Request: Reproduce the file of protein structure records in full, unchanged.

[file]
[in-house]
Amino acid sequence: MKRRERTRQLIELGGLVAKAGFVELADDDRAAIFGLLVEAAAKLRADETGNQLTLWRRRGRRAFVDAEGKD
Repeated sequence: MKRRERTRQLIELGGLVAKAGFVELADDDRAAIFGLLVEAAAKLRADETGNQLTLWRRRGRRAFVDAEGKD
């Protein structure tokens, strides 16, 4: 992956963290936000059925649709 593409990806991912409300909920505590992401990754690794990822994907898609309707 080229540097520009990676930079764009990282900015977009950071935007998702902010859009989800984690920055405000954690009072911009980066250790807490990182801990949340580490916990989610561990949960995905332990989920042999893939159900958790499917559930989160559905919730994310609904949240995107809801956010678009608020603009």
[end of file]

[in-house]
Amino acid sequence: MKRRERTRQLIELGGLVAKAGFVELADDDRAAIFGLLVEAAAKLRADETGNQLTLWRRRGRRAFVDAEGKD
Repeated sequence: MKRRERTRQLIELGGLVAKAGFVELADDDRAAIFGLLVEAAAKLRADETGNQLTLWRRRGRRAFVDAEGKD
């Protein structure tokens, strides 16, 4: 992956963290936000059925649709 593409990806991912409300909920505590992401990754690794990822994907898609309707 080229540097520009990676930079764009990282900015977009950071935007998702902010859009989800984690920055405000954690009072911009980066250790807490990182801990949340580490916990989610561990949960995905332990989920042999893939159900958790499917559930989160559905919730994310609904949240995107809801956010678009608020603009």